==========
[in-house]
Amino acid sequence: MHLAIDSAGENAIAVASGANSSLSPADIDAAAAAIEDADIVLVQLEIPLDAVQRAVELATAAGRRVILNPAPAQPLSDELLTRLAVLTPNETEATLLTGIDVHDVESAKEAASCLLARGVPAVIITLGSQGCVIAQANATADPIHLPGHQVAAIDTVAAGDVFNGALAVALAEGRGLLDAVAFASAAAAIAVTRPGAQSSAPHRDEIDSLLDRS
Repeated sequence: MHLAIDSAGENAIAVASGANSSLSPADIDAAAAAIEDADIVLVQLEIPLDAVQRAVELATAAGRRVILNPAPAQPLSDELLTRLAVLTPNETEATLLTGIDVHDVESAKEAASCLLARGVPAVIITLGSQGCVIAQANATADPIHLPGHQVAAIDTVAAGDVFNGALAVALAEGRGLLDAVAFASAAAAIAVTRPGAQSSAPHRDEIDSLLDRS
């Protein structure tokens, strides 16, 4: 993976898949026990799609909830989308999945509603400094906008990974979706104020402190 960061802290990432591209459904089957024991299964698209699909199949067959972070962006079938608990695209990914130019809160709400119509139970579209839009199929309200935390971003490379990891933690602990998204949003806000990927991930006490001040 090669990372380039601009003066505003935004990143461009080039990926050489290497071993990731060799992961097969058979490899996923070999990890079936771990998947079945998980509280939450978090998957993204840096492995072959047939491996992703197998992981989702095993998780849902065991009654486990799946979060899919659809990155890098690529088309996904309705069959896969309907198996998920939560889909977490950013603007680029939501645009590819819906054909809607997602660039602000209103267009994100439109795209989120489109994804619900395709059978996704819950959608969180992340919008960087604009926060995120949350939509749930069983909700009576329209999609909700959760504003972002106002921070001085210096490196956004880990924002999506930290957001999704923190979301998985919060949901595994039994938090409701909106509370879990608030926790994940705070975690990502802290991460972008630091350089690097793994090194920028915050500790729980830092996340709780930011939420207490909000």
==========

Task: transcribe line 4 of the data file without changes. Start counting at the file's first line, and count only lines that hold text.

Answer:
């Protein structure tokens, strides 16, 4: 993976898949026990799609909830989308999945509603400094906008990974979706104020402190 960061802290990432591209459904089957024991299964698209699909199949067959972070962006079938608990695209990914130019809160709400119509139970579209839009199929309200935390971003490379990891933690602990998204949003806000990927991930006490001040 090669990372380039601009003066505003935004990143461009080039990926050489290497071993990731060799992961097969058979490899996923070999990890079936771990998947079945998980509280939450978090998957993204840096492995072959047939491996992703197998992981989702095993998780849902065991009654486990799946979060899919659809990155890098690529088309996904309705069959896969309907198996998920939560889909977490950013603007680029939501645009590819819906054909809607997602660039602000209103267009994100439109795209989120489109994804619900395709059978996704819950959608969180992340919008960087604009926060995120949350939509749930069983909700009576329209999609909700959760504003972002106002921070001085210096490196956004880990924002999506930290957001999704923190979301998985919060949901595994039994938090409701909106509370879990608030926790994940705070975690990502802290991460972008630091350089690097793994090194920028915050500790729980830092996340709780930011939420207490909000």